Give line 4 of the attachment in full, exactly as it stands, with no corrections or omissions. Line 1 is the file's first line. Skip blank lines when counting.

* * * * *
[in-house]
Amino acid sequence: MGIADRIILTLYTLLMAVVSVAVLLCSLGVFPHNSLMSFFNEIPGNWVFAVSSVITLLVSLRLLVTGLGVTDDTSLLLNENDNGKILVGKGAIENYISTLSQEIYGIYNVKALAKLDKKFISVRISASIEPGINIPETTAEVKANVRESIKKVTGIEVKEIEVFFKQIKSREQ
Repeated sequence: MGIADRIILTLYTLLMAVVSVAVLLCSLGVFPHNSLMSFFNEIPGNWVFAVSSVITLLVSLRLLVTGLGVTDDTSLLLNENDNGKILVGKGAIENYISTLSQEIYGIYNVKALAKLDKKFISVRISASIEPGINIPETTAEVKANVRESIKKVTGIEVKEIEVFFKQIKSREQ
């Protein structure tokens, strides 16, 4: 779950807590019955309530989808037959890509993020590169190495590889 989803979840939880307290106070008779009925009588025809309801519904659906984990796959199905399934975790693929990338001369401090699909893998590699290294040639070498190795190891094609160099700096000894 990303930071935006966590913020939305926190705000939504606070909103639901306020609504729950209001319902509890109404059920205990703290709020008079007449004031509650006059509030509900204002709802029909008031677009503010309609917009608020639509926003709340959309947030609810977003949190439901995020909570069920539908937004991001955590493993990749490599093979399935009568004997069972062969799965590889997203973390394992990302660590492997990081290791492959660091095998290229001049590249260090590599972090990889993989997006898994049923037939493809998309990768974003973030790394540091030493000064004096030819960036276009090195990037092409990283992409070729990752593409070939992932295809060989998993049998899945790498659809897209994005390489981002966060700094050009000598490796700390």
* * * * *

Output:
């Protein structure tokens, strides 16, 4: 779950807590019955309530989808037959890509993020590169190495590889 989803979840939880307290106070008779009925009588025809309801519904659906984990796959199905399934975790693929990338001369401090699909893998590699290294040639070498190795190891094609160099700096000894 990303930071935006966590913020939305926190705000939504606070909103639901306020609504729950209001319902509890109404059920205990703290709020008079007449004031509650006059509030509900204002709802029909008031677009503010309609917009608020639509926003709340959309947030609810977003949190439901995020909570069920539908937004991001955590493993990749490599093979399935009568004997069972062969799965590889997203973390394992990302660590492997990081290791492959660091095998290229001049590249260090590599972090990889993989997006898994049923037939493809998309990768974003973030790394540091030493000064004096030819960036276009090195990037092409990283992409070729990752593409070939992932295809060989998993049998899945790498659809897209994005390489981002966060700094050009000598490796700390």